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Discussion on: Do Software Developers Hate Marketing?

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Stephanie Morillo Author

Marketing talks to users. Developers talk with users.

That's one way of looking at it! At the risk of sounding pedantic, it's more nuanced than that. The truth is good marketing does both; marketing should talk to users and customers, and many marketers do this. They do this to better understand the problem space and to come up with messaging that lets a user know: "This is my problem and [product] will address it." But to your point, this isn't a constant thing; some teams talk to users only sporadically or use a proxy for the user (like a developer advocate) instead of finding opportunities to learn from users continuously.

But beyond that, talking to users isn't an activity limited to marketing. Product teams are also responsible for helping marketing derive value propositions whenever a new product or feature is built. And this makes sense because product managers are closer to the customer voice and the implementation than marketing is. Marketers aren't, and shouldn't be, subject matter experts in the product. What they do need to be is conversational in the domain space where they work and great listeners, observers, and interviewers so they can extract the information from SMEs that will resonate with their audience.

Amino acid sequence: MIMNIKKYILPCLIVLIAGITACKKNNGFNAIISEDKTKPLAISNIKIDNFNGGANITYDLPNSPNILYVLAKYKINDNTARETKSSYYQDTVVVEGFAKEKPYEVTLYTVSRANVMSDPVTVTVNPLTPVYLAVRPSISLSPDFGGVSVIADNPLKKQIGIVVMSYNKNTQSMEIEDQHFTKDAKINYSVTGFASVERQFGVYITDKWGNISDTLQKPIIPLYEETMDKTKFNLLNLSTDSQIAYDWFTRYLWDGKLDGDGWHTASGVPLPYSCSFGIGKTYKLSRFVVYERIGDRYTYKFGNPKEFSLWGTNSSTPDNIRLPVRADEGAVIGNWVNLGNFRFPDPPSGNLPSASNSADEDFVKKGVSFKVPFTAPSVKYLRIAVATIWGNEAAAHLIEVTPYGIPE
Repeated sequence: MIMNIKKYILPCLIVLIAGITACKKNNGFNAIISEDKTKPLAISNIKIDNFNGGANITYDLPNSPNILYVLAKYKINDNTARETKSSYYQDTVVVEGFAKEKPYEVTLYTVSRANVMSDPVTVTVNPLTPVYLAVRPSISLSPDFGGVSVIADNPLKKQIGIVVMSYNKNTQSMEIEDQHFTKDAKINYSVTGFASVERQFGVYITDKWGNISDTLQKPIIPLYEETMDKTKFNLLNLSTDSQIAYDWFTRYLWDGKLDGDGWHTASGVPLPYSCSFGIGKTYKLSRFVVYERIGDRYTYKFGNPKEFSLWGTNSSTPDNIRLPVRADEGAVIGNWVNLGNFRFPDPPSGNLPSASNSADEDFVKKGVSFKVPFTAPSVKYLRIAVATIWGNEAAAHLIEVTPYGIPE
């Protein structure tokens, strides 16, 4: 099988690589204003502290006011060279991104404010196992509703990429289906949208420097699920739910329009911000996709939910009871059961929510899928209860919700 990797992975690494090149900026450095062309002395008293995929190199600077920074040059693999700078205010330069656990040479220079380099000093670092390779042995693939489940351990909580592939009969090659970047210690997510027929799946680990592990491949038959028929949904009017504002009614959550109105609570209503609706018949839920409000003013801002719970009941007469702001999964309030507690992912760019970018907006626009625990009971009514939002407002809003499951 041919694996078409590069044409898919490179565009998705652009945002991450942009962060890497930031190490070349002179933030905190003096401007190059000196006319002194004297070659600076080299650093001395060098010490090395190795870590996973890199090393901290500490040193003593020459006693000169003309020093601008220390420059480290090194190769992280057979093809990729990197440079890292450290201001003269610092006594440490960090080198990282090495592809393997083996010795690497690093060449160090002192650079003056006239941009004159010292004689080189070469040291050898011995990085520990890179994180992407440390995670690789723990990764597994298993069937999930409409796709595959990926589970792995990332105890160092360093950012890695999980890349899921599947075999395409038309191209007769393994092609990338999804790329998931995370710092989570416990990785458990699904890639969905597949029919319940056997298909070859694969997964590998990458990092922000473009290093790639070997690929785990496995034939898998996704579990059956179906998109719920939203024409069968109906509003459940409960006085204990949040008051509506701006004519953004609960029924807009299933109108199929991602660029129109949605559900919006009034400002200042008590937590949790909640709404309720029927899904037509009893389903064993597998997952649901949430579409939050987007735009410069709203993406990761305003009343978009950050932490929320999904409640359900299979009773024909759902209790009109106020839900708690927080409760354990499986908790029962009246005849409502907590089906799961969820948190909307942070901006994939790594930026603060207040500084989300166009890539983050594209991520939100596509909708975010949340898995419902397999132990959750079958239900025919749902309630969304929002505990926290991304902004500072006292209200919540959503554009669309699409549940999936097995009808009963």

I definitely agree with you on this: "If you don't convey the why of features, new users will create expectations which don't hold up." Value propositions should not be a simple rattling off of features. This is due to lots of problems, though, and some I've listed in my responses to other folks: communication breakdowns between teams, not enough conversations with the user, underlying pressures to grow at the expense of everything else. But it may surprise you to know that this is not something limited to professional marketers; developers who have created their own products have done the same mistake. In the past, I was a freelance copywriter who worked with dev shops and small developer-led B2B companies. Many of their mistakes were the exact kinds of marketing mistakes that turned off developers, and they weren't aware why their messages weren't landing. Doing marketing well is actually really hard; it takes a lot to master and it's not enough to say "This is bad" or "We don't like this"; we have to articulate the "why". The good news is there are many examples out there and phenomenal developer marketers and product marketers who are doing this well. And the same goes for developers who decided to study as much about marketing as they could in order to do it the right way. :)